Medical Examiner Says Jeanette Scholten Died Of Strangulation

Thursday, November 21, 2019 - by Joseph Dycus

Three days were not enough to resolve the Mark Howard strangulation murder trial. In March 2016, Howard, 55, allegedly choked Jeanette Scholten to death in her motel room at the Chatt Inn.

When police arrived at the scene, they found a chaotic room, filled with half-finished beer cans, cords and haphazardly created ropes, as well as a feces-covered corpse. Once police established a homicide had taken place, they collected evidence and sent it to the Tennessee Bureau of Investigation in order for it to be analyzed.

TBI forensic scientist Marla Newport inspected the evidence in Nashville. She tested the cords, clothes, and bottles from the scene of the crime. Of particular importance were the cords, which she swabbed for possible DNA from both Ms. Scholten and Howard.

“I swabbed the ends (of the cord), looking for DNA of the person who may have bond the person,” said the TBI agent, “The ends of the cord….matched Jeanette Scholten. It was a mixture of two individuals, and one matched Jeanette Scholten.”

Ms. Newport looked at the bottles and beer cans found strewn around the room, and she found DNA on them too. She found Mark Howard’s DNA on the beer can along with Ms. Scholten’s DNA. She also found an unknown person’s DNA on a Brisk tea bottle, which was never identified.

Ms. Newport also analyzed different vaginal and oral swabs for semen, and no bodily fluid was found. The TBI did not test for DNA, as no rape kit was ever submitted. At the time in 2016, if a rape kit was not submitted, then a DNA test was not administered to look for evidence. There was also semen found on a dress that was submitted to evidence, but it was never discovered who it belonged to. The TBI agent said semen could last on clothing for years.

Dr. Steven Cogswell, assistant medical examiner, was in charge of figuring out how Ms. Scholten died minutes after the police found her body. To the chagrin of many parties, he told the court that it was nigh impossible to know exactly when the victim passed away.

“She had already started in the early stages of decomposition,” said Dr. Cogswell, “Unlike on TV, where they are able to figure out the time of death down to the second, in the real world it’s more of an estimate.”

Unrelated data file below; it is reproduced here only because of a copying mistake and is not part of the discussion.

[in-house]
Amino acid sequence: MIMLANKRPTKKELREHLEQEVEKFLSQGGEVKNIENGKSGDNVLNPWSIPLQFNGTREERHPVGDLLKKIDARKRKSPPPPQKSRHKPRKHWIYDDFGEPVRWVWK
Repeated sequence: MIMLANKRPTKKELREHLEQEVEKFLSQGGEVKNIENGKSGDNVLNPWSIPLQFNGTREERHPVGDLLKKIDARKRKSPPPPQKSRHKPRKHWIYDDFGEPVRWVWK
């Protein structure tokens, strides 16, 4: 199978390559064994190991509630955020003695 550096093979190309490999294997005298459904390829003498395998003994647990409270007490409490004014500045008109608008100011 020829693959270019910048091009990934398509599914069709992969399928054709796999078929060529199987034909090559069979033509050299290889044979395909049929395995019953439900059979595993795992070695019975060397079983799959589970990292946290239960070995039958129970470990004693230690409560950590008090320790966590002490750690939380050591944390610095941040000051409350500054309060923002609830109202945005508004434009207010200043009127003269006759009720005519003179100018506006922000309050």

After taking a look at the body, and seeing no noticeable damage aside from some minor bruises and impression marks on the wrists, Dr. Cogswell did an internal autopsy. His report showed he considered strangulation was the cause of death after this deeper look.

“In the deeper neck muscles I found hemorrhaging, which lie right next to the larynx,” said the assistant medical examiner, “The superior horn made of cartilage (in the neck) was broken, and it occurred during her life. Only these two muscles and the thyroid cartilage were damaged. Most commonly, this is indicative of manual strangulation.”

He also found Xanax, marijuana, THC, and cocaine in the blood tests. He found hemorrhages in the victim’s eyes, which he said was indicative of strangulation. Dr. Cogswell then said the fecal matter could be considered consistent with strangulation, as people sometimes empty their bowels during the act.

Dr. Cogswell told the court the diarrhea would “flush out” the victim’s system, which would also get rid of any semen in the victim’s anus. He also addressed the wound on Ms. Scholten’s head. He continually stressed the fact that the time of death could not ever be truly known.

“It’s something the court needs to know, but it’s something we can’t know,” said the witness. “There’s no mathematical formula that we can use to figure out time of death.”

Lucas Fuller, the lead investigator on the case, oversaw and corroborated many of the things previous witnesses had stated. He walked the court back through the events of the case, from his arrival at the crime scene to him tracking Howard’s phone number from a phone at the scene to a Howard Facebook page.

The jury then went through a re-enactment of sorts of the texts found between Ms. Scholten and Howard. Starting with messages from weeks before the alleged murder, a theme quickly formed. Howard appeared to pine after Ms. Scholten, whose texts between the two discussed either unrequited love or drug deals.

“We can still be single, but we can still have two or three intimate moments a week together,” said one Howard text, while another said, “You felt a connection. You’re a cold heartless (expletive).”

“Come by and chill for a while, let’s get (expletive) up and kick it for a while,” said a few of Scholten texts, while another said, “I’m not looking for a relationship, Mark. I’ve told you time and time again.”

Howard vacillated between trying to win the victim’s affections, and offering her drugs. During the last exchange between the two, Howard was heading to her motel in order to give her drugs. The last text Howard sent to Ms. Scholten before the video showed him going into her room was “Open door.”

The next day, he sent several texts to other people such as “I got a fly (expletive) jacket and got some nice (expletive) for 40,” and then texted Ms. Scholten’s phone, saying “U Okay?”

After police apprehended Howard, he talked with officers as he was being driven to the police station. He denied being involved in the murder, and offered to help police find the actual murder.

“I don’t even know why they’re taking me down here, unless they’re going to give me a deal or something,” said Howard in the audio recording. “I know something about this situation and I can help lead you to the person you need to focus on. Straight up, I can lead them to you.”

While the attorneys and JudgeDon  Poole hoped to finish the trial by the end of the day, that was not to be. The defense’s witnesses, jury instructions, and closing arguments will conclude on Friday.


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